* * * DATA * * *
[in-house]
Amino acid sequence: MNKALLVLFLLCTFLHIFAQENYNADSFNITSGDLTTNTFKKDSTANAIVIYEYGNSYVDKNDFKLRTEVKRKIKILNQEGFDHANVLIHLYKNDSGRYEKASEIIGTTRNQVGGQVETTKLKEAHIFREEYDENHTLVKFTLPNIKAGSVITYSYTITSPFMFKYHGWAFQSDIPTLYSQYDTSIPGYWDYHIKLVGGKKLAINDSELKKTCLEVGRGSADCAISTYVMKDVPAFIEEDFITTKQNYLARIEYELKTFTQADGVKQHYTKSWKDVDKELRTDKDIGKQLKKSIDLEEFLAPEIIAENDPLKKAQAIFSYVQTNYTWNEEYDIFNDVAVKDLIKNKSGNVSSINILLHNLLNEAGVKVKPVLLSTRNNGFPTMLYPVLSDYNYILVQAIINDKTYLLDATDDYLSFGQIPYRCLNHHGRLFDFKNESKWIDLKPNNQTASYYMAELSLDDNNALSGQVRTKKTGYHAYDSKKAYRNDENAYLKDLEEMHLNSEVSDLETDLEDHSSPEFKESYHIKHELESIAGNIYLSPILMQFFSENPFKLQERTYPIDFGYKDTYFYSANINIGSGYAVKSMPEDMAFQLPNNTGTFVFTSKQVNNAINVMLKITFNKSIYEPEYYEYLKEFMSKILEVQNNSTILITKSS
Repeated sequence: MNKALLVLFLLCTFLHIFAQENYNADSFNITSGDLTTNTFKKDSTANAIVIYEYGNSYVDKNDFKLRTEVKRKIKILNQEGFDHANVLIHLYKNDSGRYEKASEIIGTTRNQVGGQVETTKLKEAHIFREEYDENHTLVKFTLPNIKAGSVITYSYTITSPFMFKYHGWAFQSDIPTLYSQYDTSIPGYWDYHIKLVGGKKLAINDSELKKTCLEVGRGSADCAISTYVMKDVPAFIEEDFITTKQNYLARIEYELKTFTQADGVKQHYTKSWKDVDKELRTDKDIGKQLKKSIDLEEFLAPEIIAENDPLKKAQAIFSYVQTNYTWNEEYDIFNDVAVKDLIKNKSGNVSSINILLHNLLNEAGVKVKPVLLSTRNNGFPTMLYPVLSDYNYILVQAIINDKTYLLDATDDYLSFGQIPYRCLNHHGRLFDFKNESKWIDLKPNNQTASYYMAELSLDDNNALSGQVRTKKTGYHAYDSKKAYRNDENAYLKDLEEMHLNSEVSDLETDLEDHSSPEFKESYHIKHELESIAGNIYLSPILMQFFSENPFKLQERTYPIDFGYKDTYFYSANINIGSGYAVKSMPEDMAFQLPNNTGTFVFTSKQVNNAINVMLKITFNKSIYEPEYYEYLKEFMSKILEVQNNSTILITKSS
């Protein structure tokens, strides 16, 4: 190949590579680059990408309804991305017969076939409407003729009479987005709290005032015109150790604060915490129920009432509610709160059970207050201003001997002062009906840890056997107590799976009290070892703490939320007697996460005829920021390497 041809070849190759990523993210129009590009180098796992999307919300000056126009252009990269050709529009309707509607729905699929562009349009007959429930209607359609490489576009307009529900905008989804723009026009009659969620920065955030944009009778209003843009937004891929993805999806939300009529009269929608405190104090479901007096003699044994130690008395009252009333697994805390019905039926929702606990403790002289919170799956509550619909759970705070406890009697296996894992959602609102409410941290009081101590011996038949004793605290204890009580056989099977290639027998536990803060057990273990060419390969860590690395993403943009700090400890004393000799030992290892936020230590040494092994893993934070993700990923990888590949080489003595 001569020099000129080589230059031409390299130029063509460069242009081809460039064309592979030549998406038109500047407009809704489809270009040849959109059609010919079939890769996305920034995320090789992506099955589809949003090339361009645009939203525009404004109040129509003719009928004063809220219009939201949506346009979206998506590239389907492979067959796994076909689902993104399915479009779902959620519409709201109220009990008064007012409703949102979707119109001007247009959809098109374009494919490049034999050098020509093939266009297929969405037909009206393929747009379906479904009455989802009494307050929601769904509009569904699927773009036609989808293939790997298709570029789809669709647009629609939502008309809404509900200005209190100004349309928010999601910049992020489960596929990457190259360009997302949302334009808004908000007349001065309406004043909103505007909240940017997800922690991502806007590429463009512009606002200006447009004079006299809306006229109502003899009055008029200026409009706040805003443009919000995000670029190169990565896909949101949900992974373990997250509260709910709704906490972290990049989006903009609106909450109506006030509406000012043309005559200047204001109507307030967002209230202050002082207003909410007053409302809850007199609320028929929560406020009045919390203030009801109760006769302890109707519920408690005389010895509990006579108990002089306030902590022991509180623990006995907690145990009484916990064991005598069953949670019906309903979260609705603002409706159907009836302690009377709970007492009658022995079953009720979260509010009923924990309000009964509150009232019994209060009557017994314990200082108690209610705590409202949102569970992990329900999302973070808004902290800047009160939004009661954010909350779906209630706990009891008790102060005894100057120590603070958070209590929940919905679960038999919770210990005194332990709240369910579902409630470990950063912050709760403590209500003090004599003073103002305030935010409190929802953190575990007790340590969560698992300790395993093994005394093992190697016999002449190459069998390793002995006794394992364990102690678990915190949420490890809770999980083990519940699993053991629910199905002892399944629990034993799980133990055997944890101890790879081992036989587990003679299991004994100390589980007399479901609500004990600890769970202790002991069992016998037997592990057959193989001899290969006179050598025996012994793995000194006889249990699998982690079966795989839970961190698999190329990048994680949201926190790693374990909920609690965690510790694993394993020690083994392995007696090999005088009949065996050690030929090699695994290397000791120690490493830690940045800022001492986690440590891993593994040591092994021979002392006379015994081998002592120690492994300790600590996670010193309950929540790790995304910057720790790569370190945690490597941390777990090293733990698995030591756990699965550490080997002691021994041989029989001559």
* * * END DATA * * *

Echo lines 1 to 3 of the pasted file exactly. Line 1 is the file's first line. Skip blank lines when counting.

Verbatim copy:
[in-house]
Amino acid sequence: MNKALLVLFLLCTFLHIFAQENYNADSFNITSGDLTTNTFKKDSTANAIVIYEYGNSYVDKNDFKLRTEVKRKIKILNQEGFDHANVLIHLYKNDSGRYEKASEIIGTTRNQVGGQVETTKLKEAHIFREEYDENHTLVKFTLPNIKAGSVITYSYTITSPFMFKYHGWAFQSDIPTLYSQYDTSIPGYWDYHIKLVGGKKLAINDSELKKTCLEVGRGSADCAISTYVMKDVPAFIEEDFITTKQNYLARIEYELKTFTQADGVKQHYTKSWKDVDKELRTDKDIGKQLKKSIDLEEFLAPEIIAENDPLKKAQAIFSYVQTNYTWNEEYDIFNDVAVKDLIKNKSGNVSSINILLHNLLNEAGVKVKPVLLSTRNNGFPTMLYPVLSDYNYILVQAIINDKTYLLDATDDYLSFGQIPYRCLNHHGRLFDFKNESKWIDLKPNNQTASYYMAELSLDDNNALSGQVRTKKTGYHAYDSKKAYRNDENAYLKDLEEMHLNSEVSDLETDLEDHSSPEFKESYHIKHELESIAGNIYLSPILMQFFSENPFKLQERTYPIDFGYKDTYFYSANINIGSGYAVKSMPEDMAFQLPNNTGTFVFTSKQVNNAINVMLKITFNKSIYEPEYYEYLKEFMSKILEVQNNSTILITKSS
Repeated sequence: MNKALLVLFLLCTFLHIFAQENYNADSFNITSGDLTTNTFKKDSTANAIVIYEYGNSYVDKNDFKLRTEVKRKIKILNQEGFDHANVLIHLYKNDSGRYEKASEIIGTTRNQVGGQVETTKLKEAHIFREEYDENHTLVKFTLPNIKAGSVITYSYTITSPFMFKYHGWAFQSDIPTLYSQYDTSIPGYWDYHIKLVGGKKLAINDSELKKTCLEVGRGSADCAISTYVMKDVPAFIEEDFITTKQNYLARIEYELKTFTQADGVKQHYTKSWKDVDKELRTDKDIGKQLKKSIDLEEFLAPEIIAENDPLKKAQAIFSYVQTNYTWNEEYDIFNDVAVKDLIKNKSGNVSSINILLHNLLNEAGVKVKPVLLSTRNNGFPTMLYPVLSDYNYILVQAIINDKTYLLDATDDYLSFGQIPYRCLNHHGRLFDFKNESKWIDLKPNNQTASYYMAELSLDDNNALSGQVRTKKTGYHAYDSKKAYRNDENAYLKDLEEMHLNSEVSDLETDLEDHSSPEFKESYHIKHELESIAGNIYLSPILMQFFSENPFKLQERTYPIDFGYKDTYFYSANINIGSGYAVKSMPEDMAFQLPNNTGTFVFTSKQVNNAINVMLKITFNKSIYEPEYYEYLKEFMSKILEVQNNSTILITKSS